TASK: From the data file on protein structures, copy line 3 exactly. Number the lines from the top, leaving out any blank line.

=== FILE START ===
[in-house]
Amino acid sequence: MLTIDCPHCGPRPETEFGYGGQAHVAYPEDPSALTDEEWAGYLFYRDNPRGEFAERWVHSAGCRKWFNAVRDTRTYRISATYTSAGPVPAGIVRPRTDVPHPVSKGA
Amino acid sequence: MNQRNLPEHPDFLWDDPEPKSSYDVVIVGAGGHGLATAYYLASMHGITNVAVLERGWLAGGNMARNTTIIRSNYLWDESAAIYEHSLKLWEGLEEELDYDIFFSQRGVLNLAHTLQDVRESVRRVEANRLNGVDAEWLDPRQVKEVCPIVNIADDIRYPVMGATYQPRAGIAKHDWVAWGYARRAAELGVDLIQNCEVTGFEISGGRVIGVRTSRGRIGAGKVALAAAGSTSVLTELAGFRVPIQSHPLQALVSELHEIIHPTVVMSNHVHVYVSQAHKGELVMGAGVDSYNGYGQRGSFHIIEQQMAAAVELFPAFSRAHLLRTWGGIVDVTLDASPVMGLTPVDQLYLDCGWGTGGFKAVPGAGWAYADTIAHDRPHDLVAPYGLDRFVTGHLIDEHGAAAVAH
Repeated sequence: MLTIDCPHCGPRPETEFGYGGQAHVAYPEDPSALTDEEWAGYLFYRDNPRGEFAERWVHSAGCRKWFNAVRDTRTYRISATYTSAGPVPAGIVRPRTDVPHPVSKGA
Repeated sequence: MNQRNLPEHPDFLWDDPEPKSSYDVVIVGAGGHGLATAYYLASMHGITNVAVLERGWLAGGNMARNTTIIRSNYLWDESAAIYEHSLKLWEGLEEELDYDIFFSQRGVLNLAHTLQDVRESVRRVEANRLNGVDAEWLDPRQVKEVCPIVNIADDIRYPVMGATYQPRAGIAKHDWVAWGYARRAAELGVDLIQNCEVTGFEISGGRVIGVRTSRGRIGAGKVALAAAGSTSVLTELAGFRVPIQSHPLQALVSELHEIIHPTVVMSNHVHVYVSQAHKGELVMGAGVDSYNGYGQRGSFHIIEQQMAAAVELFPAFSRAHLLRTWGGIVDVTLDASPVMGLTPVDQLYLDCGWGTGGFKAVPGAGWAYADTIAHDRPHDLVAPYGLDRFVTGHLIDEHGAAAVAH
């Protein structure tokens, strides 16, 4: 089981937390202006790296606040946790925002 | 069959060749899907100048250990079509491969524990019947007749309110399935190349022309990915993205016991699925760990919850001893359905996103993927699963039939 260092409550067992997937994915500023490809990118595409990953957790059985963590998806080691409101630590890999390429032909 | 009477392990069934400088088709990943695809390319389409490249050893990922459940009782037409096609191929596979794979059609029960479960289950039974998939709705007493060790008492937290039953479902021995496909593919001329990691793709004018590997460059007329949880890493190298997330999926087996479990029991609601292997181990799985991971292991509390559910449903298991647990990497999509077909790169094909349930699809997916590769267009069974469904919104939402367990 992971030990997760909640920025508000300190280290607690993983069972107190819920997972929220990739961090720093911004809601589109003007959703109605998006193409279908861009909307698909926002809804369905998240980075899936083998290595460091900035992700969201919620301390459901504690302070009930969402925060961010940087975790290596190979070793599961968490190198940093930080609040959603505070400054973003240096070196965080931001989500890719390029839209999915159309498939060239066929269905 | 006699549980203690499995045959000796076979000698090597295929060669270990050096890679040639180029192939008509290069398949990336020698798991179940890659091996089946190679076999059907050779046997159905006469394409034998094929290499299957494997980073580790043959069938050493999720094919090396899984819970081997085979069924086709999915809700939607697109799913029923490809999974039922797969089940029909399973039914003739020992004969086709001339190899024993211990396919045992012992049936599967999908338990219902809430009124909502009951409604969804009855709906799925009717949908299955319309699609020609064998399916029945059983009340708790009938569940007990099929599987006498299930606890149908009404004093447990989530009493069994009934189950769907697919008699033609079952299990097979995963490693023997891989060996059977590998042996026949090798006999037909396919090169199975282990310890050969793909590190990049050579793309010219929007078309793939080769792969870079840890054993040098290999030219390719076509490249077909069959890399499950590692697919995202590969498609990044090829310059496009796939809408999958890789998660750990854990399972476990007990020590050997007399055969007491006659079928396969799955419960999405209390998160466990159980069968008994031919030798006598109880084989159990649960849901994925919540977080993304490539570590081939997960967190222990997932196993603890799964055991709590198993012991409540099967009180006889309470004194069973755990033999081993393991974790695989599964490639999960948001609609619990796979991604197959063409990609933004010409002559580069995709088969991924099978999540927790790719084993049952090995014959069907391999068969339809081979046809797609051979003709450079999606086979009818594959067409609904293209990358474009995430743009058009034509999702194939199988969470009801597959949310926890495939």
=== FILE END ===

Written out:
Amino acid sequence: MNQRNLPEHPDFLWDDPEPKSSYDVVIVGAGGHGLATAYYLASMHGITNVAVLERGWLAGGNMARNTTIIRSNYLWDESAAIYEHSLKLWEGLEEELDYDIFFSQRGVLNLAHTLQDVRESVRRVEANRLNGVDAEWLDPRQVKEVCPIVNIADDIRYPVMGATYQPRAGIAKHDWVAWGYARRAAELGVDLIQNCEVTGFEISGGRVIGVRTSRGRIGAGKVALAAAGSTSVLTELAGFRVPIQSHPLQALVSELHEIIHPTVVMSNHVHVYVSQAHKGELVMGAGVDSYNGYGQRGSFHIIEQQMAAAVELFPAFSRAHLLRTWGGIVDVTLDASPVMGLTPVDQLYLDCGWGTGGFKAVPGAGWAYADTIAHDRPHDLVAPYGLDRFVTGHLIDEHGAAAVAH